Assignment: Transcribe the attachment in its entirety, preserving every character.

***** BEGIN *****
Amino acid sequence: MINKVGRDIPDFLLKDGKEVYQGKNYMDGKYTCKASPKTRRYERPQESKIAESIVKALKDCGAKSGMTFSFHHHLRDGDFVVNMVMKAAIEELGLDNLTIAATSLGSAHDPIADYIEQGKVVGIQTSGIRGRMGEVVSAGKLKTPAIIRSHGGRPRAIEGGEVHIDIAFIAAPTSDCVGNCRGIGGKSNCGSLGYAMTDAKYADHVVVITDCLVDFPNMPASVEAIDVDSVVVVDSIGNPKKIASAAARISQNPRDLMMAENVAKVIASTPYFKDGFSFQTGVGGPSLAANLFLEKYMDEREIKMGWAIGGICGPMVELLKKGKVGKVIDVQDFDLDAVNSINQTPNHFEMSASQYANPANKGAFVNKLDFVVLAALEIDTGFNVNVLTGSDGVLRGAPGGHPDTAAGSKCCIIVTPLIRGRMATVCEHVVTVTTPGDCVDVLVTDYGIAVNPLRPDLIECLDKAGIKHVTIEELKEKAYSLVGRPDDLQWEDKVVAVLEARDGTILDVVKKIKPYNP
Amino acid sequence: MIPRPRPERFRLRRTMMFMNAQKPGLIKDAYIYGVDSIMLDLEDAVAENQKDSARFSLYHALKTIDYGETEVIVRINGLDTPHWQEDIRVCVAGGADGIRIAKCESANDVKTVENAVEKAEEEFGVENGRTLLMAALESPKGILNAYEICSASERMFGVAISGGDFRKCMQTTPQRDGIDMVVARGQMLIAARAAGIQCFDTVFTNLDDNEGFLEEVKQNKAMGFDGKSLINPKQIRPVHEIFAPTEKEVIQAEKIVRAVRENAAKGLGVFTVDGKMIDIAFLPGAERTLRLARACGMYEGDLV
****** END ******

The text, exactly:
Amino acid sequence: MINKVGRDIPDFLLKDGKEVYQGKNYMDGKYTCKASPKTRRYERPQESKIAESIVKALKDCGAKSGMTFSFHHHLRDGDFVVNMVMKAAIEELGLDNLTIAATSLGSAHDPIADYIEQGKVVGIQTSGIRGRMGEVVSAGKLKTPAIIRSHGGRPRAIEGGEVHIDIAFIAAPTSDCVGNCRGIGGKSNCGSLGYAMTDAKYADHVVVITDCLVDFPNMPASVEAIDVDSVVVVDSIGNPKKIASAAARISQNPRDLMMAENVAKVIASTPYFKDGFSFQTGVGGPSLAANLFLEKYMDEREIKMGWAIGGICGPMVELLKKGKVGKVIDVQDFDLDAVNSINQTPNHFEMSASQYANPANKGAFVNKLDFVVLAALEIDTGFNVNVLTGSDGVLRGAPGGHPDTAAGSKCCIIVTPLIRGRMATVCEHVVTVTTPGDCVDVLVTDYGIAVNPLRPDLIECLDKAGIKHVTIEELKEKAYSLVGRPDDLQWEDKVVAVLEARDGTILDVVKKIKPYNP
Amino acid sequence: MIPRPRPERFRLRRTMMFMNAQKPGLIKDAYIYGVDSIMLDLEDAVAENQKDSARFSLYHALKTIDYGETEVIVRINGLDTPHWQEDIRVCVAGGADGIRIAKCESANDVKTVENAVEKAEEEFGVENGRTLLMAALESPKGILNAYEICSASERMFGVAISGGDFRKCMQTTPQRDGIDMVVARGQMLIAARAAGIQCFDTVFTNLDDNEGFLEEVKQNKAMGFDGKSLINPKQIRPVHEIFAPTEKEVIQAEKIVRAVRENAAKGLGVFTVDGKMIDIAFLPGAERTLRLARACGMYEGDLV